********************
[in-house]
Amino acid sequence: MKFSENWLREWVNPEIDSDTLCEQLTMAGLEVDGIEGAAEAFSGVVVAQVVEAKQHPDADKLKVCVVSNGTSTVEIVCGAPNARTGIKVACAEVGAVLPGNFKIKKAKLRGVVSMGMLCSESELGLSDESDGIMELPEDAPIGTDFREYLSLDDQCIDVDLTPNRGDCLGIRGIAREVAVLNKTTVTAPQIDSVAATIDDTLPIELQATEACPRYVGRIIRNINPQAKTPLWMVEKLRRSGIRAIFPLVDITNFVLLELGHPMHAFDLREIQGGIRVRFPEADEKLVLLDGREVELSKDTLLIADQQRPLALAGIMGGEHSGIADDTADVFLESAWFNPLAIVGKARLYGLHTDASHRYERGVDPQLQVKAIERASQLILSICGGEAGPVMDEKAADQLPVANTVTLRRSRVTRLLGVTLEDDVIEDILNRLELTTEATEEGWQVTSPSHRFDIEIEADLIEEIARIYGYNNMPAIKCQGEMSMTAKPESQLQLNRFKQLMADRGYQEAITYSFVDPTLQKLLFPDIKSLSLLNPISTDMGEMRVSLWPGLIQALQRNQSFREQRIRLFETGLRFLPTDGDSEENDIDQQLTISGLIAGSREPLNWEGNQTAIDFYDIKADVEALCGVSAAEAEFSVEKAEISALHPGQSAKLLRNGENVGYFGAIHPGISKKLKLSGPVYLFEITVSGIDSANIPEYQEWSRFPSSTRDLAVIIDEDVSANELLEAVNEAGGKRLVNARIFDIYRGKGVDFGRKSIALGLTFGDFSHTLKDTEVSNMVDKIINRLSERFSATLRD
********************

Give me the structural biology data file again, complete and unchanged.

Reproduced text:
[in-house]
Amino acid sequence: MKFSENWLREWVNPEIDSDTLCEQLTMAGLEVDGIEGAAEAFSGVVVAQVVEAKQHPDADKLKVCVVSNGTSTVEIVCGAPNARTGIKVACAEVGAVLPGNFKIKKAKLRGVVSMGMLCSESELGLSDESDGIMELPEDAPIGTDFREYLSLDDQCIDVDLTPNRGDCLGIRGIAREVAVLNKTTVTAPQIDSVAATIDDTLPIELQATEACPRYVGRIIRNINPQAKTPLWMVEKLRRSGIRAIFPLVDITNFVLLELGHPMHAFDLREIQGGIRVRFPEADEKLVLLDGREVELSKDTLLIADQQRPLALAGIMGGEHSGIADDTADVFLESAWFNPLAIVGKARLYGLHTDASHRYERGVDPQLQVKAIERASQLILSICGGEAGPVMDEKAADQLPVANTVTLRRSRVTRLLGVTLEDDVIEDILNRLELTTEATEEGWQVTSPSHRFDIEIEADLIEEIARIYGYNNMPAIKCQGEMSMTAKPESQLQLNRFKQLMADRGYQEAITYSFVDPTLQKLLFPDIKSLSLLNPISTDMGEMRVSLWPGLIQALQRNQSFREQRIRLFETGLRFLPTDGDSEENDIDQQLTISGLIAGSREPLNWEGNQTAIDFYDIKADVEALCGVSAAEAEFSVEKAEISALHPGQSAKLLRNGENVGYFGAIHPGISKKLKLSGPVYLFEITVSGIDSANIPEYQEWSRFPSSTRDLAVIIDEDVSANELLEAVNEAGGKRLVNARIFDIYRGKGVDFGRKSIALGLTFGDFSHTLKDTEVSNMVDKIINRLSERFSATLRD